• Don’t celebrate until it’s over. We were all extremely well versed in the Llyn Idwal footpath, knowing it like the back of our hand. It was like a second home at the time and I’d be confident in saying going wrong once we were on it was pretty much impossible. To that end, we dashed down in a great mood. We wouldn’t have done so elsewhere. Reaching a footpath does not mean you’re in the clear. Take a wrong turn on many routes and you can end up on the other side of the mountain from where you want to be, or on some routes you could still walk yourself to your death (the ever-popular Snowdon is particularly renowned for some hidden killers next to major tourist tracks). Reaching a path should change nothing in your commitment to navigation unless you really know it inside-out.

Over all, I can say I learnt a lot during and after that long day on the hill. Whilst I cringe and cower at the thought of some of our decisions that day, as I imagine Jack and Jill do too, I’m glad for the experience.

Since then I’ve engaged in climbing considerably more and would not repeat the same errors. I no longer let the young bravado or cockiness of ‘winging it’ carry me through in my navigation (or anything else I do in the outdoors). I’m known these days to be a fairly calm character under duress but that is only because I plan and prepare everything to a much higher standard beforehand and have learnt to adjust or adapt my plans accordingly when a situation changes.

Reflecting on every experience in the outdoors – good or bad – is arguably the most critical stage of the learning process. We can assess what went well or where we went wrong. For some that could mean taking notes and reviewing them intensely. For others, a chat or moment’s headspace whilst nursing the post-summit pint will do the trick.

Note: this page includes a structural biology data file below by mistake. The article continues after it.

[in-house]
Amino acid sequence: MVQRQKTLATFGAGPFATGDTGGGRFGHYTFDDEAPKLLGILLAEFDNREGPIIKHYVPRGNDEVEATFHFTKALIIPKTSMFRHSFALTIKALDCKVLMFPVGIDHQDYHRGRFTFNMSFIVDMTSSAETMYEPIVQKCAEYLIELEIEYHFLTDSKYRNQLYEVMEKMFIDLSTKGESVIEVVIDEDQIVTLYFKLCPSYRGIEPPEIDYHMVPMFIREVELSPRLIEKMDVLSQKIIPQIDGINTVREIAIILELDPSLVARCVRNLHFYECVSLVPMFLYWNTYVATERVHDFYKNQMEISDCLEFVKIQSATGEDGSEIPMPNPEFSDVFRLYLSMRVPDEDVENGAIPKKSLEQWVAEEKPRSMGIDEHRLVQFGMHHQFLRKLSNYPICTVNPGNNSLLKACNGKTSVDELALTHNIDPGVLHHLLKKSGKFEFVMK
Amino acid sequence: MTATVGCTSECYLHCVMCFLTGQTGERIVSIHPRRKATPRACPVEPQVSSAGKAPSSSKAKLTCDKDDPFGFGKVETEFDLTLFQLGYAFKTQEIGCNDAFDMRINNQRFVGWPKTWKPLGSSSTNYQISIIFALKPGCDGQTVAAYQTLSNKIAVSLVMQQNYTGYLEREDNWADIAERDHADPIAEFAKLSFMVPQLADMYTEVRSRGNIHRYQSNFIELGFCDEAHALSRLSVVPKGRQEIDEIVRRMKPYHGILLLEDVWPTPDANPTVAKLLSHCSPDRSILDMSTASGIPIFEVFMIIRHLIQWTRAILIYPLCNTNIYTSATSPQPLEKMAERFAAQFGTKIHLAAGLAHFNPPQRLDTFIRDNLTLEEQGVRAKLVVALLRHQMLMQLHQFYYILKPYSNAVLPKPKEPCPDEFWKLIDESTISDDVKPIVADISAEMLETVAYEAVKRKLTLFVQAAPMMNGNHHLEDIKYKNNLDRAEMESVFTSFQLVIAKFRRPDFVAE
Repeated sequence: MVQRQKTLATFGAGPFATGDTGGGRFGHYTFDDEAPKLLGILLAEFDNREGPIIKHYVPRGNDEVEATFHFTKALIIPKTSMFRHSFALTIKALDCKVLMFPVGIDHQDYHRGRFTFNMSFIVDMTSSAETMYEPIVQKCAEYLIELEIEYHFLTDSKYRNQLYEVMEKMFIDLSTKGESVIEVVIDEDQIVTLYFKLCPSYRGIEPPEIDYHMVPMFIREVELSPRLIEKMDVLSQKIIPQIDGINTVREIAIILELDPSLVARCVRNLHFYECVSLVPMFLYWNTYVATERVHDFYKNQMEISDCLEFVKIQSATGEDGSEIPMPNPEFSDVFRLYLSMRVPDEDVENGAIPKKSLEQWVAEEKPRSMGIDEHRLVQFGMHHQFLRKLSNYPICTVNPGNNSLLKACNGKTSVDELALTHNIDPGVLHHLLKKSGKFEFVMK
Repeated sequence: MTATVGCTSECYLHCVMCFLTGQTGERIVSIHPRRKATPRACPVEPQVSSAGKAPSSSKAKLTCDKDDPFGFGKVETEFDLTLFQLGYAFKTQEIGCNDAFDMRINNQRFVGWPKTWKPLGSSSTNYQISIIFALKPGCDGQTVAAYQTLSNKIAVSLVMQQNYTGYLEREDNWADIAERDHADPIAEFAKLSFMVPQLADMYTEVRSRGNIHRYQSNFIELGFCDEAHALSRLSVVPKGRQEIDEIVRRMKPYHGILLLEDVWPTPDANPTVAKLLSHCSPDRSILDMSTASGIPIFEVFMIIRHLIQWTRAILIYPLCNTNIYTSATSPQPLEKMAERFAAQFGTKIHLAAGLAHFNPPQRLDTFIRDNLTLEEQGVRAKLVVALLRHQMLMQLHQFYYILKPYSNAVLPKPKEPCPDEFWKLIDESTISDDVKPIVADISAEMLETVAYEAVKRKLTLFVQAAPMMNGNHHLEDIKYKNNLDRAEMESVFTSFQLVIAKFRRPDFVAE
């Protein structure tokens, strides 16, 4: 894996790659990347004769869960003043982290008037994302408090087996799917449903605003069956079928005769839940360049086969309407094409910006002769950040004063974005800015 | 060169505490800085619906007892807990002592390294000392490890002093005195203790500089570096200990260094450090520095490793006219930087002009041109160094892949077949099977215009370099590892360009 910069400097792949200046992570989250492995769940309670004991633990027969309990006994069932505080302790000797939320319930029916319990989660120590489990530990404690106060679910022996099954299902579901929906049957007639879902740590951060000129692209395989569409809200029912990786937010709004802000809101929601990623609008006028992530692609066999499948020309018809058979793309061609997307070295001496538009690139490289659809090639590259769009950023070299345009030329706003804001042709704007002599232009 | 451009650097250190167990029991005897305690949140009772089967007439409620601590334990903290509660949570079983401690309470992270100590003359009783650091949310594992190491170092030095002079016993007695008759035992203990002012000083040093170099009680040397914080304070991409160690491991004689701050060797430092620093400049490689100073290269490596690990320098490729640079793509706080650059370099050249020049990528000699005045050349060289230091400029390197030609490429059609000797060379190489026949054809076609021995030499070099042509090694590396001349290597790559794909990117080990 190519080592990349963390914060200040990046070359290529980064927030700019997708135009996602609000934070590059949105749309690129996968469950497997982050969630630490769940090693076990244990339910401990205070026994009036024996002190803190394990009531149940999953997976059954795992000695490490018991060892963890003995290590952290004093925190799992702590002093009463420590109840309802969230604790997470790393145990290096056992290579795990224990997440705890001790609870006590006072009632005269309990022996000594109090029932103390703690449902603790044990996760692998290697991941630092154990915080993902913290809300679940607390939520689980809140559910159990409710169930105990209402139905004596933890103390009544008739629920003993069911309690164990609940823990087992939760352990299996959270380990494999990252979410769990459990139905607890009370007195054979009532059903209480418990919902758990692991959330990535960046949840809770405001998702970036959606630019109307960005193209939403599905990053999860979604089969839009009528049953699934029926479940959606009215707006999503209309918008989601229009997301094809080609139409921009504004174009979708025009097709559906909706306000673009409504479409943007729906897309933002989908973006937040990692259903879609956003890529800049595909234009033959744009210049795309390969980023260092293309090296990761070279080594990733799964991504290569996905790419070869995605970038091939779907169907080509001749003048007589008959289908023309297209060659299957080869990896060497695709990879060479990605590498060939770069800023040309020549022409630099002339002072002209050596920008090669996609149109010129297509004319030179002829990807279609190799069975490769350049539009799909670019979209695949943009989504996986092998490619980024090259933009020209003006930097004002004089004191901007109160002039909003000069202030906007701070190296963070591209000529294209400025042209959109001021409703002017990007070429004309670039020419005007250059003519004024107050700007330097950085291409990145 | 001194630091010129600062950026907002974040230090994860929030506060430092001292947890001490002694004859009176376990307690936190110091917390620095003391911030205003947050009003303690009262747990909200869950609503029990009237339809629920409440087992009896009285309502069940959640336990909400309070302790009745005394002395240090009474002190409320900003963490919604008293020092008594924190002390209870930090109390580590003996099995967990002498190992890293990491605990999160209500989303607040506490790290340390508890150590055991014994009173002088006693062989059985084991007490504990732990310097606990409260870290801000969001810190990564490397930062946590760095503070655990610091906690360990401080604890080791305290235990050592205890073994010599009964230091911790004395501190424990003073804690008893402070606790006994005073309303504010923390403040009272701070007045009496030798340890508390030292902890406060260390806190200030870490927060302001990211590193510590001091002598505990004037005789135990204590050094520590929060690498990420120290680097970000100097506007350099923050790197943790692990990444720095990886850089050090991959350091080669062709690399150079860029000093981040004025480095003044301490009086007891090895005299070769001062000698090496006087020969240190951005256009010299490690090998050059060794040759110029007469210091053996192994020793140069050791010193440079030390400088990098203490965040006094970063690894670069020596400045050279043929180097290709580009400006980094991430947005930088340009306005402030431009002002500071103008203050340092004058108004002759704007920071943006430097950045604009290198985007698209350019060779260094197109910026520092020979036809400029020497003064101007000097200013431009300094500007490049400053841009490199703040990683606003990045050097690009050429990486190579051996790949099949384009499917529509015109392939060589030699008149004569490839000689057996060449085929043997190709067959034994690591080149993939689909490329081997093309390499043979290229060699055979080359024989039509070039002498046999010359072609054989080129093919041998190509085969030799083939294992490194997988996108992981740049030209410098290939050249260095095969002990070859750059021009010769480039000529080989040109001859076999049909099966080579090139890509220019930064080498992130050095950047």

If you enjoyed this article and want more FREE Adventure, Travel or Environmental content straight to your phone, tablet or computer hit the FOLLOW BY EMAIL link in the sidebar. If you enjoy adventurous photos from around the world, you can follow my Instagram right here.

Thanks for reading!

Rich

 

 

Not keen to turn vegetarian or vegan? Try this instead!

A bit of backstory…

It’s a huge step to turn vegetarian or vegan if you’ve historically eaten meat and fish, or been a consumer of any animal product for that matter. The sheer amount of lifestyle changes you need to make can be overwhelming and many people fail to maintain the change in the long term.

Whilst in the UAE I decided I was suddenly turning vegetarian. I let our catering staff know and changed all of my dietary requirements on the company books over the course of a few hours.

In the interests of transparency I’ll come clean: within two weeks I was back to devouring meat at an even higher rate than before. It also wasn’t exactly feasible at the time to try a ‘flexitarian’ diet during work hours; when an outdoor centre’s catering team – whose first language isn’t English – have to cater for up to 150 people per meal they can’t exactly be asked “cook enough vegetarian and meat options so I can decide which I want when I see them”. Other than a company-wide meat-reduction scheme (keep reading for details) I enjoyed a few weeks of falafel wraps before slumping back into the chicken sandwiches that made up most of our work lunches (veggie or meat, the food was great; huge shoutout to Kanchana and all of ‘Team Sri Lanka’ for their great cooking!).

It can’t be denied that, as well as all sorts of ethics and cruelty debates, the modern meat and fisheries industry is overwhelmingly harmful to the environment and anybody who cares for the environment should be looking to significantly reduce their consumption. And that is the key word if you can’t quite commit to the full shift… REDUCE.

I am not a full-time vegetarian or vegan. I now eat about 60-70% vegetarian and about 30% of those meals are vegan. I’m enjoying being flexitarian by lifestyle. Part of that change is that, other than the sustainably sourced and regulated salmon that I had to prepare for groups in a Bushcraft instructor role I’ve done for the last two summers, I don’t eat any fish or seafood at all and haven’t since I moved to the UAE for seven months in 2017. I’ll eat small-scale sustainably-caught fish (e.g. caught by independent fishermen) but whilst back in the UK – or wherever you’re reading from – it’s almost a given that the fish you buy in the store is trawler-caught, so is best avoided.